This won't be the most insightful post, but I'll try.
A while back in the early days of Java Sun Microsystems had an awkward idea of utilizing web browsers as a way to deliver software without the need to install it, applets.
Java needed to be installed on the client machine and the applet would run in the sanboxed VM.
Today Web Assembly is working its way into browsers and allows most languages to run in the browser's VM. But how do these two approaches differ in the context of history.
Back during Sun's attempt the following was true
- 56k modems (dialup) was still a large target audience.
- Browser war of incompatibility
- Microsoft was working on their own, ActiveX
- Java did not come with the browser or OS
Jar packages would be small but they were still large for the time and the entire program would need to be downloaded to begin using it. You would be able to open connections to the server to request additional resources, but you can't take advantage of that initial page request.
Applets just used the browser as a delivery system, they could not operate on the other pages content. This means as a content delivery system you couldn't take advantage of the work browsers already did. (html rendering inside html rendering anyone?)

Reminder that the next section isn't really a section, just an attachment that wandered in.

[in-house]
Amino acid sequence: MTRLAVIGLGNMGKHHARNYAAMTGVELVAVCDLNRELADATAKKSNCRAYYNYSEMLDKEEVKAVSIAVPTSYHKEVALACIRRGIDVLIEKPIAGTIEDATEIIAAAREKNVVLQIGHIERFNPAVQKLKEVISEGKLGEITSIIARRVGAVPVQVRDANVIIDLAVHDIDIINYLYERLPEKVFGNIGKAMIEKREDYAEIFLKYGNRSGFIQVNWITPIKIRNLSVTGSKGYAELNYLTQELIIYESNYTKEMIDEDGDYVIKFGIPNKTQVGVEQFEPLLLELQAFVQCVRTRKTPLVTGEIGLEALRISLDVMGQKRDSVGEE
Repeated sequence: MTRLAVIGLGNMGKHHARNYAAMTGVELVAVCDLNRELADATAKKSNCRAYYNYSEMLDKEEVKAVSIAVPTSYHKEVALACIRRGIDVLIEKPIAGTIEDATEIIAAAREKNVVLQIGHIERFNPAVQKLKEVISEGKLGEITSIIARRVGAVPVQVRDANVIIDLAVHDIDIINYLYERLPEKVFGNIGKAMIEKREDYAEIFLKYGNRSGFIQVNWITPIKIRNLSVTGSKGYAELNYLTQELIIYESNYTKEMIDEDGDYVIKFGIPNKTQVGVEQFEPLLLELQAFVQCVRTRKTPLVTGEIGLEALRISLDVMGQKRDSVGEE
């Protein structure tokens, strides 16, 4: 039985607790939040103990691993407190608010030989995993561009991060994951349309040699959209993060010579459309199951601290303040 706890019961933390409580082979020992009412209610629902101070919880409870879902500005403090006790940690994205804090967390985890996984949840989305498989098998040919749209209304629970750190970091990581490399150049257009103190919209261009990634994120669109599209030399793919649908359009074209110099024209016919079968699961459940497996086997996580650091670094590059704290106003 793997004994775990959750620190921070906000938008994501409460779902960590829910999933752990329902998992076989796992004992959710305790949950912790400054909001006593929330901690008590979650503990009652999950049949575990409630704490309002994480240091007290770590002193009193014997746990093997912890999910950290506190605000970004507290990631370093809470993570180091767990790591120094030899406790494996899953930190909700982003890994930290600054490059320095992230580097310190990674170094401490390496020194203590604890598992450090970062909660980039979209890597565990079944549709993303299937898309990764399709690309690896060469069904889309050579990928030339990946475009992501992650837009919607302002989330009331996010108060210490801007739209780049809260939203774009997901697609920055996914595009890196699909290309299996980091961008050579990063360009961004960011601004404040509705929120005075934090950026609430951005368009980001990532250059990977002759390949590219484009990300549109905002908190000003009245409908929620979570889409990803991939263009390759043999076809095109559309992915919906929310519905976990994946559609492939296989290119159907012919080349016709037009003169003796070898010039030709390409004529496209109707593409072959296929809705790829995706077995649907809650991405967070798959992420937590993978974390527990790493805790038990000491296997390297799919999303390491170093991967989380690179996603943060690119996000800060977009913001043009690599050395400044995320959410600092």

Microsoft was also in heavy competition to have the most browsers "exclusives" which meant you didn't have a clear winner on if Java or ActiveX would be available to users. Though Java's VM was making a pretty good market on the desktop.
Applet isn't restricted to a single language, but it did require the language compile to the JVM, which at time was only Java.
Back when I was taking programming classes and and coding in Java, it just seemed so natural to have Java installed. Now days I do c# and it just seems like such a pain to keep Java updated. Well in Windows anyway, Linux makes every language feel like home.